Unitarians (and UUs) at Christmas

a medieval window from the Burrell Collection in Glasgow, Scotland, depicting the Nativity

They say a story can carry a truth far greater than the literal truth.

We Unitarians* know the value of stories. We know they carry truth. We know they carry more truth than just the plain truth ever can.

Maybe we can’t believe a virgin gave birth to the son of God: but we can believe that all births are miracles, worthy of celebration and wonder.

Maybe we can’t believe angels brought revelations: but we can believe truth can be revealed through the actions and words of those who dare to speak it and to act it.

Maybe we can’t believe the angels sang to shepherds: but we can believe that those revelations about life can come to and through even those we think are the most humble.

Maybe we can’t believe the wise men travelled to see the newborn baby king: but we can believe that we should never be too lofty or think ourselves too clever or too rich to see the wonder and majesty in tiny things.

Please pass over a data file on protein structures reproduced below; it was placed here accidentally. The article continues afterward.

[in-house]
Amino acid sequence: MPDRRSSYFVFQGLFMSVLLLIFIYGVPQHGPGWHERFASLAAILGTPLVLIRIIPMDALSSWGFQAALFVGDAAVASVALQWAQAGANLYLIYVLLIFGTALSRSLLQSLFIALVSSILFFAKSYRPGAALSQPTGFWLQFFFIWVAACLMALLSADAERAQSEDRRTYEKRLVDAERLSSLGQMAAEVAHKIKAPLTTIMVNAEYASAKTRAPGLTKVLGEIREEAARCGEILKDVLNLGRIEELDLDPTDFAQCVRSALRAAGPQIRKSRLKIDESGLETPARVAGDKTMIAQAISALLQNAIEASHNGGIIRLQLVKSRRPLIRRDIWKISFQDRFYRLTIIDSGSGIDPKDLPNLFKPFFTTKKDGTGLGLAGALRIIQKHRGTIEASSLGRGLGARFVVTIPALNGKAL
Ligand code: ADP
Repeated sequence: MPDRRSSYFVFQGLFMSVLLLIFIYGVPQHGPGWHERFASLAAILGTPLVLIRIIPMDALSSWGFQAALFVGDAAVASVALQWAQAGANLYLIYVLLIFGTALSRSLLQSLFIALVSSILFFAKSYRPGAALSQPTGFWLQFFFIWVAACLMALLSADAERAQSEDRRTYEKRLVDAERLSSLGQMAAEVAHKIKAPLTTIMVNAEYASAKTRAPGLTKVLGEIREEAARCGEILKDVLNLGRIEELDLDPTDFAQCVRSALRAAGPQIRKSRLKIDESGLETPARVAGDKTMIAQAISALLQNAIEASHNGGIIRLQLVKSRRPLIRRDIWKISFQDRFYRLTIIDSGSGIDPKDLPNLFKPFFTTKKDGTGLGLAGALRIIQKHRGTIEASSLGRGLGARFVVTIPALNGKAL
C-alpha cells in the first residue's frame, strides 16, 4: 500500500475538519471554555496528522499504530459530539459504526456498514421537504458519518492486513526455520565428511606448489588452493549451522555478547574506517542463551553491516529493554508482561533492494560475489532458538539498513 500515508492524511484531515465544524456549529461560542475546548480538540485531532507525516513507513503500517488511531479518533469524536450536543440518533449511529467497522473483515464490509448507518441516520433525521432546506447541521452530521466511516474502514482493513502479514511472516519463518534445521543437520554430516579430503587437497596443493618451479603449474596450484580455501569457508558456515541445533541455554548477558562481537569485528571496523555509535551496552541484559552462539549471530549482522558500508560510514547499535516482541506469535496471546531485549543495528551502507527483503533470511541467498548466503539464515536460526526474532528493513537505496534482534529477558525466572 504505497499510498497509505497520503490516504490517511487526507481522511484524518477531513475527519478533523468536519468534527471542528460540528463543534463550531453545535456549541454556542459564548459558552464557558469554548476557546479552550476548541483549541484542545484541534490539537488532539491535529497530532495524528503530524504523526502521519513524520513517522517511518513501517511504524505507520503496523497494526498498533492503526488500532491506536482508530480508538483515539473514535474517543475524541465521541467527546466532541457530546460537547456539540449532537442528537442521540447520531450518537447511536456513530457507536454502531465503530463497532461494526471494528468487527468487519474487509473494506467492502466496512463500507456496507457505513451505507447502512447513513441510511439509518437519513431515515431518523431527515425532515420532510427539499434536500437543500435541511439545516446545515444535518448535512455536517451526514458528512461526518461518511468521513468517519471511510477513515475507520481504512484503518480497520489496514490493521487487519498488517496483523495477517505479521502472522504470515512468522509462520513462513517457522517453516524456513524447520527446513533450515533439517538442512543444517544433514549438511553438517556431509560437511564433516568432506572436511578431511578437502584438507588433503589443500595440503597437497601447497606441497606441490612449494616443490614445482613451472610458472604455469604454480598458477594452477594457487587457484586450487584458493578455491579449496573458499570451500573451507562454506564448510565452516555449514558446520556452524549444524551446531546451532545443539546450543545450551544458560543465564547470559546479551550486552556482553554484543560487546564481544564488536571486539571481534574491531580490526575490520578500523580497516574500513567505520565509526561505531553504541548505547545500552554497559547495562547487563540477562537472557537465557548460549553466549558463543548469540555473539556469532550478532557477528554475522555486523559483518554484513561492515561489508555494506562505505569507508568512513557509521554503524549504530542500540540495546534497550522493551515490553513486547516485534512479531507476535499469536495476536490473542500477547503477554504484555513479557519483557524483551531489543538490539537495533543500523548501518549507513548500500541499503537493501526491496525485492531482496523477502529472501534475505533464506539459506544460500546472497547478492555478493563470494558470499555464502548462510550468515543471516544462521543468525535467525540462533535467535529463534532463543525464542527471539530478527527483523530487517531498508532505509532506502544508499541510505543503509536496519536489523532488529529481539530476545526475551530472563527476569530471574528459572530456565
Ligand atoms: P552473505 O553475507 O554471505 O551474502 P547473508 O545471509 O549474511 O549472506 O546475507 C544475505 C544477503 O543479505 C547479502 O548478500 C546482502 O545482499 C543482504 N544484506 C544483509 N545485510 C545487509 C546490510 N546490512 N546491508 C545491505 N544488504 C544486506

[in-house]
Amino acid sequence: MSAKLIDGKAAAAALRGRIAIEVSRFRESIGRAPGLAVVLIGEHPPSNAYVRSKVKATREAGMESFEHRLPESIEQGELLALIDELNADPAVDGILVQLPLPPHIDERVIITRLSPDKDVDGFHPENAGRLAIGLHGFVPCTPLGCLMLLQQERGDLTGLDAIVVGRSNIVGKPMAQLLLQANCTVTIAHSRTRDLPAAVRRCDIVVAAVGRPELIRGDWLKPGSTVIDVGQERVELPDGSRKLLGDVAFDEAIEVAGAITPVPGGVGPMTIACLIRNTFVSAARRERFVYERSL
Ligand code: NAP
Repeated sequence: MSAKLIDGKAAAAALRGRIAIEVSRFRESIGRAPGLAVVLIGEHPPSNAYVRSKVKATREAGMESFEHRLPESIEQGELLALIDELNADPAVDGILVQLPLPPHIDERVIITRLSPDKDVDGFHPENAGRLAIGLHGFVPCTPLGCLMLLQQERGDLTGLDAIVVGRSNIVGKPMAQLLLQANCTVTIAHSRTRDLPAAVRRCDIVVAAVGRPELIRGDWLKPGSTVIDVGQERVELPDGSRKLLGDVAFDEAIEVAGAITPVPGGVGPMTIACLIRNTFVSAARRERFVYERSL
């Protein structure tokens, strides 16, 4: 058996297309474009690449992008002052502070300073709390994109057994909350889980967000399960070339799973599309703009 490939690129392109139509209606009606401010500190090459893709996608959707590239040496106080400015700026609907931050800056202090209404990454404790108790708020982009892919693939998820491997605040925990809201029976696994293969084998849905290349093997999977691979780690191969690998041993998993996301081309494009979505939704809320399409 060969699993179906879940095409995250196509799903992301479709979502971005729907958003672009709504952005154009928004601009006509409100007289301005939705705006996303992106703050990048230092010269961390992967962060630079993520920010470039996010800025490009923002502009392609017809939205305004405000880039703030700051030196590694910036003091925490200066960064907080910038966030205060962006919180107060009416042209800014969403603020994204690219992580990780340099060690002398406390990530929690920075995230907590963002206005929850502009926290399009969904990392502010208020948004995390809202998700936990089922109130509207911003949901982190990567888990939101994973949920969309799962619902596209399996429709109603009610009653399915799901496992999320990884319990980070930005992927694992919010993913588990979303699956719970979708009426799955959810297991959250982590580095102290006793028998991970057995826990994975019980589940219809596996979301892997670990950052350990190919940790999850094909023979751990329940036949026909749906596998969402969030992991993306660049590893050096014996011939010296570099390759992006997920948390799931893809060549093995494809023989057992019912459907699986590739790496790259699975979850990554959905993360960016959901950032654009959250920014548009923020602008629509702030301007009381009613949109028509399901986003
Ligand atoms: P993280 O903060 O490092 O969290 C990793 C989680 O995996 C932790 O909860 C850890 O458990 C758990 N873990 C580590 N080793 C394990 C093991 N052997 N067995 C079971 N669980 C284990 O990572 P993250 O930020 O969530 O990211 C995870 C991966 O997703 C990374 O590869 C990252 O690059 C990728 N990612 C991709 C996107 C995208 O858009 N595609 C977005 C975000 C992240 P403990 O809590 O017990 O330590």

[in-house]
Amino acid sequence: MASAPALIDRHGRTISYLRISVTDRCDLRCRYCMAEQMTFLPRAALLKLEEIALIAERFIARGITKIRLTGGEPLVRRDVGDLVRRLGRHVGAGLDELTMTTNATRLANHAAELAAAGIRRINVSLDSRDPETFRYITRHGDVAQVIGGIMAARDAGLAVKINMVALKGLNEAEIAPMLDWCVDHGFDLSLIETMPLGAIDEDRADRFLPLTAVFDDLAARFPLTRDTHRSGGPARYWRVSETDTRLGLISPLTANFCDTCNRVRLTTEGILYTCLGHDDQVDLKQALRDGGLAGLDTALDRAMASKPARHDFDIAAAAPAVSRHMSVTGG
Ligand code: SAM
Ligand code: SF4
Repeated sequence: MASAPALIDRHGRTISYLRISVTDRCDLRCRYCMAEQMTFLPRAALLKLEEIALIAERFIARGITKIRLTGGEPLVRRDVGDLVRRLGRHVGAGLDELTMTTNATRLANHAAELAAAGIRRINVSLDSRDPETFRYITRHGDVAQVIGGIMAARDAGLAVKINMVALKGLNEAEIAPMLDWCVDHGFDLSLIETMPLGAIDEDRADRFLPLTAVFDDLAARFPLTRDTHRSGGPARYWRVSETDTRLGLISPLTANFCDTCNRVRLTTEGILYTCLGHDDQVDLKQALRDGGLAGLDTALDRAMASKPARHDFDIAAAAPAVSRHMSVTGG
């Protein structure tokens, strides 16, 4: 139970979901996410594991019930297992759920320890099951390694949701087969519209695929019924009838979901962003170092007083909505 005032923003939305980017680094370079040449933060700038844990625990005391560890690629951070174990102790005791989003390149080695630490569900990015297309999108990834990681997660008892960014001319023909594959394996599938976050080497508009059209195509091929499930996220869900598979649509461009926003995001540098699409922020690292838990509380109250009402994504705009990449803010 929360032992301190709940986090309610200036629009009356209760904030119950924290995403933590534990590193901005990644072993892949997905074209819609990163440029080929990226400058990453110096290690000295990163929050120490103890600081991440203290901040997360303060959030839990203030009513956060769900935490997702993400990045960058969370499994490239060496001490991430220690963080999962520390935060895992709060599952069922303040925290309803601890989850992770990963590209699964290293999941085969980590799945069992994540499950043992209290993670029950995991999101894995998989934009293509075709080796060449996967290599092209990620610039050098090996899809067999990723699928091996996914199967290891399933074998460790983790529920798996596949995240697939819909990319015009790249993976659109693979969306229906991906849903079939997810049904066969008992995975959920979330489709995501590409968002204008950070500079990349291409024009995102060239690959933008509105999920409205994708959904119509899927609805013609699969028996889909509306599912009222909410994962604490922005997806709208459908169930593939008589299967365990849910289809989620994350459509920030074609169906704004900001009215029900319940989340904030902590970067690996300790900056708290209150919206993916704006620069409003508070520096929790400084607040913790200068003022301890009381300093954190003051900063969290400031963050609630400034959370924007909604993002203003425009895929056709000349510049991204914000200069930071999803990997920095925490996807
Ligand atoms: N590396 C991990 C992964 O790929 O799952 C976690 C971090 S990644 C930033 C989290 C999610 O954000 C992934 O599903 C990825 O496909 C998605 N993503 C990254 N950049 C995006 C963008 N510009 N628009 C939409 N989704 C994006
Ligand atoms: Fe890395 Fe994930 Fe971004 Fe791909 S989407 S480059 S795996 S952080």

Maybe we can’t believe that Jesus brought back the light by redeeming our sins: but we can believe in a leader and teacher and prophet who brought and brings illumination to the lives of those who wish to listen.

We can believe in the light. Always, we can believe in the light.

Maybe we can’t believe the Christmas story: but we can believe *in* it as a story which points to a truth greater than we can possibly imagine.

And so we are here. Unitarians/Unitarian Universalists, at Christmas. Celebrating.

And long may we do so.

*This piece was written by a Unitarian in the United Kingdom, hence the lack of the word "Universalist" in the first section.